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How a Tax Change Could Set Back Cancer Treatment

An idea becomes a prototype, then a treatment, then a lifesaver. That’s how R&D is supposed to work, but as Tolmar, Inc., can tell you, tax policy is a crucial element as well.

Tolmar spent years developing a therapy to improve the treatment of advanced prostate cancer. The resulting long-acting injectable, called ELIGARD®, works by stopping testosterone production to slow the growth of cancer cells. It’s a remarkable technology, now used by patients nationwide and around the world who are fighting advanced prostate cancer.

This innovation was facilitated by a U.S. tax policy that supported R&D investments by pharmaceutical companies. However, a recent change means that Tolmar and other pharmaceutical R&D units will find it more difficult to produce innovations that make human lives better, safer, healthier and longer.

The problem: Until about a year ago, businesses were able to deduct 100% of their R&D expenses in the year in which they incurred the expenses. Starting in 2022, however, a change in tax policy requires businesses to spread their R&D deductions out over a period of five years, making it more expensive to invest in innovation.

The cost for companies: “We have a finite amount of capital to put into the development of new products. The changes in tax policy will lead to difficult decisions,” said, Tolmar Chief Financial Officer Jeff Lederman.

  • “We typically put the vast majority of our cash back into the company—whether that means investing in R&D, capital purchases or our workforce—and if we have less funding, we have to cut back in some or all of those areas. So, this policy change could have a significant impact on our organization.”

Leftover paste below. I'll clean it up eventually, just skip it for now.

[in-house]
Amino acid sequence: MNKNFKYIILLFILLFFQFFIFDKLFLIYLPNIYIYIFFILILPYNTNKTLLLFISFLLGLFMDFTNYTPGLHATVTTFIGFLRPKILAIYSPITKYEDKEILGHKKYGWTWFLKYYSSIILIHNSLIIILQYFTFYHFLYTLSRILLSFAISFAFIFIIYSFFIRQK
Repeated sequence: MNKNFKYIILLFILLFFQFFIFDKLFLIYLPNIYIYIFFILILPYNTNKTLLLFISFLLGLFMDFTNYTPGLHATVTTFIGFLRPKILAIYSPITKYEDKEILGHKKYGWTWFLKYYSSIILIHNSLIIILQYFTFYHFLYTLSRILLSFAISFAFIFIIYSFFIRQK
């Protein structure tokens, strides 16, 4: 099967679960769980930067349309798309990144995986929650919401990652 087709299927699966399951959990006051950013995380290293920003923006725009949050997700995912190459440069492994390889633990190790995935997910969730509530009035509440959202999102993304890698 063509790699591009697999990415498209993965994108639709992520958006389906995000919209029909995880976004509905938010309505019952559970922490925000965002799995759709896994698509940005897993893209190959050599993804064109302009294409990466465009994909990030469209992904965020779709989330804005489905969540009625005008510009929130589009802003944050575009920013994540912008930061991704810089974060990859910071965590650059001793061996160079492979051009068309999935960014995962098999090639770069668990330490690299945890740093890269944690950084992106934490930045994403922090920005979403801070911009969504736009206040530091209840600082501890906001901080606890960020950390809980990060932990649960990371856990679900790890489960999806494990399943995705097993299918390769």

The cost to patients: This tax change could also have a negative impact on patients in the United States and around the world by delaying the development and availability of innovative new therapeutic products.

  • Tolmar is one of a small number of U.S. manufacturers of long-acting injectable prostate cancer treatments, and the company has a number of other innovative medicines and therapeutics in its pipeline.
  • “This is not so much about saving dollars; it’s about patient impact,” said Tolmar President and Chief Operating Officer Shawn Silvestri. “The results we’re chasing are meaningful to patients’ lives. If you’re looking for something that’s purpose-driven, that’s the kind of work we do—and that makes the choices for me that much more difficult.”

A competitive disadvantage: While the impact on patients is the most worrisome effect, the R&D tax change also has negative implications for American economic competitiveness.

  • Making research more expensive puts companies that operate in the U.S., as Tolmar does, at a distinct disadvantage, especially when other countries are aggressively supporting domestic research.

Our move: At the NAM, we’re pushing Congress to reverse this change and allow manufacturers to keep investing in innovation, jobs and workers. Learn more and take action at

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